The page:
But the draft WDO agreements talk about reduction and reuse and there’s nothing in the legislation that inherently blocks deposit-return legislation in future. Environment Minister Chris Stockwell has asked for “quantity targets” for each material and is already on record as supporting deposits for containers generated by the Liquor Control Board of Ontario. In the meantime, the LCBO is offering $5-million annually for municipal recycling, yet unless the LCBO is privatized these funds are more like a taxpayer contribution. Should they really count toward industry’s “half”?

Also, the environment minister could mandate that organic waste must be composted and not sent to landfill. It’s not clear from an energy and environmental life-cycle perspective that it makes sense to truck large volumes of kitchen scraps and yard waste to centralized plants. Some say that backyard composting (for houses) and kitchen sink “garborators” (for apartments) make more sense. In any case, municipal waste managers challenged with getting over the “50 per cent” diversion hurdle may find centralized organics diversion irresistible as it will increase the size and prestige of their programs.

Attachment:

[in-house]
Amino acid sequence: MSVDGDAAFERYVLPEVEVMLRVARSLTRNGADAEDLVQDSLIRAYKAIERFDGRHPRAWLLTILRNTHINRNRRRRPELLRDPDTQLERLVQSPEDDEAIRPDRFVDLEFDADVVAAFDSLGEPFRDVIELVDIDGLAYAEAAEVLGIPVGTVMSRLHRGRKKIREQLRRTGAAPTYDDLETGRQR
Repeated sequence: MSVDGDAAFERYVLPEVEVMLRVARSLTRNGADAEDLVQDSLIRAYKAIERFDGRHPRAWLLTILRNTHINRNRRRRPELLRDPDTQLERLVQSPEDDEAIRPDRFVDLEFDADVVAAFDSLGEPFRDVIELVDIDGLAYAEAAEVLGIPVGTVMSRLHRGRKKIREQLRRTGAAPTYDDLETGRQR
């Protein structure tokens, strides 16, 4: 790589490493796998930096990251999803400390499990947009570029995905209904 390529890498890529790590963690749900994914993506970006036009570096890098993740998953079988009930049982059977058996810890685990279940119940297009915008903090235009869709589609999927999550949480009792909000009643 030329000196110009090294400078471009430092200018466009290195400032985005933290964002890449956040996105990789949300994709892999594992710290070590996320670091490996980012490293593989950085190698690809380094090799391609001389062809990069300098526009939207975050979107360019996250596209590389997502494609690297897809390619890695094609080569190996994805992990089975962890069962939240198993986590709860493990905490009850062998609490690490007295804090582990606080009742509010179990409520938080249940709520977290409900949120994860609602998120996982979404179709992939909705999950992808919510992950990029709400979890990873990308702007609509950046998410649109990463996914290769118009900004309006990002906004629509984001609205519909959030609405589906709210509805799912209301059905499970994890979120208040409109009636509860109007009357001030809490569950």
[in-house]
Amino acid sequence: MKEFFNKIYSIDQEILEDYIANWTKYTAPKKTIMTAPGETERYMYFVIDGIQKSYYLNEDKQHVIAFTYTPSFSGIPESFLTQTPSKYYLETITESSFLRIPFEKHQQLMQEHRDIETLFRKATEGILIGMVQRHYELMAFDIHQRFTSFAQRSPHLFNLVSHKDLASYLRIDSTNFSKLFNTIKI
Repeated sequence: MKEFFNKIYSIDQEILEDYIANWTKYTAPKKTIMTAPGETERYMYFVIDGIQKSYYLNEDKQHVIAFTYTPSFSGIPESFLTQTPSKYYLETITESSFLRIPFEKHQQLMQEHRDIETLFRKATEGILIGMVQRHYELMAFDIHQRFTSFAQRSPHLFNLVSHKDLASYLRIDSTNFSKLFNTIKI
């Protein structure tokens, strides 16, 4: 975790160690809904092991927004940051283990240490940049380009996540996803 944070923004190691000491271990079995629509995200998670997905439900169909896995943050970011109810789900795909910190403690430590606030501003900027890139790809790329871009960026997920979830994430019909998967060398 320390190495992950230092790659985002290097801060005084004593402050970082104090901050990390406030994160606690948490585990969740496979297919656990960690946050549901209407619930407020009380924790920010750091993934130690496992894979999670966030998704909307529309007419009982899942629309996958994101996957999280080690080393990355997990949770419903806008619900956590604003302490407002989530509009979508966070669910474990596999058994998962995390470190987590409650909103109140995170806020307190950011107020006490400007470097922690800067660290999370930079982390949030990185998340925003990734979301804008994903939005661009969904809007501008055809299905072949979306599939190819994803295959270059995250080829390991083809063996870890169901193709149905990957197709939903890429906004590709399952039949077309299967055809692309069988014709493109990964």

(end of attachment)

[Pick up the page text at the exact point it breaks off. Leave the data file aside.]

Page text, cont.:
In that case, the WDO will face a huge challenge figuring out who should pay the (potentially staggering) net system costs of composting potato skins peels and carrot tops in centralized facilities. Proxies for the soft-drink industry have thus far seemed all-powerful in lobbying government policymakers to do their bidding, but they’re nothing compared to a crowd of angry farmers!

Guy Crittenden is editor-in-chief of this magazine. Send your letters to: